Game of Thrones Season 4 Ep 6 (TV Show Review)
The previous episodes of Game of Thrones season 4 have all been travelogues in that they have attempted to touch base with a myriad number of characters scattered throughout Westeros and across the Narrow Sea, and so there has been distinct lack of cohesion of the story. When six-seven storylines are going on at the same time in each episode, it can become quite a task to keep everything straight, and to follow along, especially if you happen to be a new entrant to the show (not recommended!). And the quality of these five episodes has definitely been all over the place as well, for a myriad number of reasons.
This week’s episode, “The Laws of God and Men“, thankfully tells a much more focused story and it moves the larger story forward significantly, much more than the previous episodes did in my opinion. We first meet with Stannis and Ser Davos as they sail to Braavos to secure the aid of the Iron Bank. We also meet up with Daenerys as she “learns to govern” in Meereen instead of continuing her conquest. Then we are in the North with Yara Greyjoy and her chosen Ironborn as they go to Ramsay Snow’s base at the Dreadfort to rescue Theon. And then finally we are in King’s Landing, where Tyrion is finally led to trial for the murder of Joffrey. Lots happened this week and thankfully almost all of it was good.
This was a show full of some really interesting developments, and one of the most important ones in the context of the larger game plan afoot is that Stannis and Ser Davos go to the Iron Bank of Braavos to secure funds for the former to put together an army that can seize power in Westeros and take the Iron Throne in the name of Stannis Baratheon. The two men have an uphill task in that their current situation is rather dire, and the Iron Bank’s representatives are more than cognizant of that fact, as Tycho Nestoris points out to them. Stannis acts quite petulant in these scenes, but the show is stolen by Davos here for sure. I love Stephen Dillane as Stannis but he took an unfortunate backseat to Liam Cunningham’s character, who earned every bit of his surname in these scenes. Stannis means to press his claim for the Iron Throne and Davos will be damned if his lord doesn’t get his way, not after everything that they’ve both sacrificed.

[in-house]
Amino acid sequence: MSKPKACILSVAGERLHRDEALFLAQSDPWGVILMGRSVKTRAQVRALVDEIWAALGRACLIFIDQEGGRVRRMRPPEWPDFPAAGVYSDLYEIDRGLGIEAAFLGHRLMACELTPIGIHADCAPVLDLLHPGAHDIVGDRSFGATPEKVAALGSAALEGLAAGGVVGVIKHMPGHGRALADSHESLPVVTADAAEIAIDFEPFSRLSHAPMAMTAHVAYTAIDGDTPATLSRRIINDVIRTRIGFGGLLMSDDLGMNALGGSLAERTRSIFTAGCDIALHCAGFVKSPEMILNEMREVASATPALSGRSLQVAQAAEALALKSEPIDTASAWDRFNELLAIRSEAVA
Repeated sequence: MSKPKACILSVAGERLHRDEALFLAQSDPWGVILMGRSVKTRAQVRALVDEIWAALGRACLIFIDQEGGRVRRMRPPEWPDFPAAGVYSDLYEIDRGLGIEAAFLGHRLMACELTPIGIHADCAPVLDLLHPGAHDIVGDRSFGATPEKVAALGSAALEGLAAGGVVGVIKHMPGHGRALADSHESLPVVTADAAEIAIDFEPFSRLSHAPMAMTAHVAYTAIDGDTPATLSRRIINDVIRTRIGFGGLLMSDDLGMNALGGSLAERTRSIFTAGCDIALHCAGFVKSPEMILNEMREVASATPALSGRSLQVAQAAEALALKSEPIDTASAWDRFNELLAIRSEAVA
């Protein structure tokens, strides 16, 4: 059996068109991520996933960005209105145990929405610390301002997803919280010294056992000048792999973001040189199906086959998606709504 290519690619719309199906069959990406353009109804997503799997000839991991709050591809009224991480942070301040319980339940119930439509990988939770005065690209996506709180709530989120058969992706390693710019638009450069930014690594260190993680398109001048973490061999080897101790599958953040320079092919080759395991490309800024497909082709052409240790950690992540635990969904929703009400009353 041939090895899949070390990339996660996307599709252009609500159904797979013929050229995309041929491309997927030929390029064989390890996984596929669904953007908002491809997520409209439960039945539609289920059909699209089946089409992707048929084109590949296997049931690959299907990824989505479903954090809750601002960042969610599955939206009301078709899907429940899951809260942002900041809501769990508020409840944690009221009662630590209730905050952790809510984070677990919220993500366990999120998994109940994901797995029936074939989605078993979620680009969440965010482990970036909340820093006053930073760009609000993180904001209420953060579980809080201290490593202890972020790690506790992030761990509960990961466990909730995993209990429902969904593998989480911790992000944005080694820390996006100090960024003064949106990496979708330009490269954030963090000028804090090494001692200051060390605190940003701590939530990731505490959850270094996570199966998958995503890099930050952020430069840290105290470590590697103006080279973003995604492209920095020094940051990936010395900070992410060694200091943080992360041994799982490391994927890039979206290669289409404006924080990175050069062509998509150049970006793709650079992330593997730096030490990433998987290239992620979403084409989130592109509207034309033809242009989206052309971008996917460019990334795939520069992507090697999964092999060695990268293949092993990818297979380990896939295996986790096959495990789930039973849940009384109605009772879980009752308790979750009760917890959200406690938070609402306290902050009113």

And at the same time, we see how Daenerys is wasting her time in Meereen by learning to be a proper Queen. She means to not just conquer, but rule as well, and in the scenes here she is forced to deal with two negative results of her conquest of Meereen. The first is rather pedestrian in that one of her dragons kills an entire herd of goats belonging to a local shepherd for food and the shepherd appears before her to ask compensation. The second is much more personal and even a challenge to her since the son of one of the many Masters that she had ordered crucified a couple episodes back appears before her to ask for her to relent so that he can give his father a proper burial.
Daenerys’ reactions to both cases are quite weird in that it is as if she mocks both supplicants and is even amused by their plight (and this was quite weird), but her judgement is of one who does seek to rule fairly. Given that we’re now seeing a very different side to her character here, I liked her as a ruler more than I did as a conqueror, but I still can’t get over why the focus is on the ruling part and not the consolidation of her forces. Where are the army trainers of the Unsullied? Shouldn’t they be recruiting and training more men to join the Mother of Dragons? Are more ships being built in Meereen? Those are the kinds of things I want to see here rather than see Daenerys act the ruler.
Once we are done with events across the Narrow Sea however, we are off to the North. At the end of the last season, Yara Greyjoy had set out from the Iron Islands with a company of her most trusted men and she was intent on rescuing her brother from the clutches of Ramsay Snow, who had already mutilated him and promised to do worse. As she finally makes her comeback in this season, we see her relating to all her men the contents of the letter that Ramsay sent to her father, rousing their passions for their captive Prince. The attack at the Dreadfort is well-orchestrated and the gem of the entire sequence is when Yara gets to the dog-cage where Theon aka Reek is held. The question remains: will Theon leave with his sister and get back to the Iron Islands or whether Reek will be an obedient dog and stay loyal toB